Last summer I brewed an Oud Bruin that I soured half of pre-boil with a starter made from the microbes living on a handful of pale malt. Most of the soured wort was boiled and then blended with the clean half that was already fermenting with a neutral ale yeast. The resulting beer was fine, but not one of my favorite batches (after sitting on tap for a few months I took it off and added some blackberries and black raspberries and blended it with another traditionally souring batch).
Back in July when I was blending the soured and clean portions I ended up with an extra two quarts of the soured wort. Not wanting to waste the "free" beer I racked it into a growler and pitched some of the White Labs Brett B starter I had on hand. This wort was already quite sour, and it was unhopped, so I had no idea how it would turn out. The other 100% Brett beers I've brewed were fermented with B. clausenii and B. anomalus (milder strains), and at most some of them had a hint of tartness from an addition of acid malt.
After a few months in primary I bottled the Brett B portion, but at that point the flavor wasn't great (a bit too funky with a strong worty flavor). After a few months in the bottle though and the flavor really turned around, with a solid acidity, lots of cherry funk, and just a bit of that grainy flavor (maybe a longer boil would have helped?). This combination of souring the wort pre-boil and doing a 100% Brett fermentation seems like a legitimate way to turn out a relatively "authentic" tasting sour beer in less than half the time it takes to do the souring and funking simultaneously. I'll certainly be giving a full batch done with way a shot sometime soon (once I get a few other experiments out of the way).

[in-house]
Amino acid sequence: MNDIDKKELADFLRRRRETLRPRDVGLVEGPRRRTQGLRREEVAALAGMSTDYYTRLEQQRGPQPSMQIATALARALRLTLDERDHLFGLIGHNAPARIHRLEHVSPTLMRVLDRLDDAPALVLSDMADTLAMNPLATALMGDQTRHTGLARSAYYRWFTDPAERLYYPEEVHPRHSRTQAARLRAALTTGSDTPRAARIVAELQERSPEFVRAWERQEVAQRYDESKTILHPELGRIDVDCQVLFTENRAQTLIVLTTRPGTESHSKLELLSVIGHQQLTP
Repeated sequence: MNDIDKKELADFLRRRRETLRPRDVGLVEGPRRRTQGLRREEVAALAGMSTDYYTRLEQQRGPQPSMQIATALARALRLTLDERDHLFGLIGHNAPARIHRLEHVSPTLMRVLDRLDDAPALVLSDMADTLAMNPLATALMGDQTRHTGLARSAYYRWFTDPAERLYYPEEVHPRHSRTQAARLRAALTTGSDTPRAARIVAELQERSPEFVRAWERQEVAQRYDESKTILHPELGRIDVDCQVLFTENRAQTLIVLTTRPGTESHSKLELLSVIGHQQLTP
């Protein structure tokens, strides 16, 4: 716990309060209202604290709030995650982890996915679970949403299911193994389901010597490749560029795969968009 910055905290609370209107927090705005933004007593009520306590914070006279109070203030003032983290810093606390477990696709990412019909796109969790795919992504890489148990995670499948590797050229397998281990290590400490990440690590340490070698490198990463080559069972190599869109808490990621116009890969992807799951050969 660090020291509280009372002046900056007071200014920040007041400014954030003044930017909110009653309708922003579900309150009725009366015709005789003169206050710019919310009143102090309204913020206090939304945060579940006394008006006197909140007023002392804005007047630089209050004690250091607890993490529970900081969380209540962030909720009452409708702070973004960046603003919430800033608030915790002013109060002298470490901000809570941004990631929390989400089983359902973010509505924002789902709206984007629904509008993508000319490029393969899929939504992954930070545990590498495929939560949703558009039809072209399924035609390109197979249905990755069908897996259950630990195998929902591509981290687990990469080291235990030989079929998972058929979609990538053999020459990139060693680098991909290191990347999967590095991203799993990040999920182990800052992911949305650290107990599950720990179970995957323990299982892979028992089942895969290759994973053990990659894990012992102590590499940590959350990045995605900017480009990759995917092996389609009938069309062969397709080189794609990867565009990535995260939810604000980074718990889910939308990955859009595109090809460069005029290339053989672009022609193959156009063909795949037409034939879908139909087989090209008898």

Brett Brux Sour Brown
Appearance – Nearly crystal-clear amberish brown body with a moderate white head. The foam retention is alright, but it doesn't leave much lacing.
Smell – Funky tart cherry aroma, with good intensity. It has more grain/toast character than most “standard” sour beers I've brewed, fresher flavor. There is just a hint of vinegar in the aroma as it warms.
Taste – The lactic acidity isn't aggressive but it seems to coat the entire surface of my mouth. There is some sweetness, but nothing like a sweet and sour Flemish Red. The balance most reminds me of Ithaca Brute, although their production method (acid malt for sourness, Brett in the barrel) is much different.
Mouthfeel – Still has a bit of body, but there is a lingering tannic roughness on the tongue. The medium-high carbonation works well with this beer helping to lift the sweetness.
Drinkability & Notes – A pleasant beer that has gone over well with the people who have sampled it. Turned out great for an experiment, worth a repeat with a lower mash temp and a longer boil.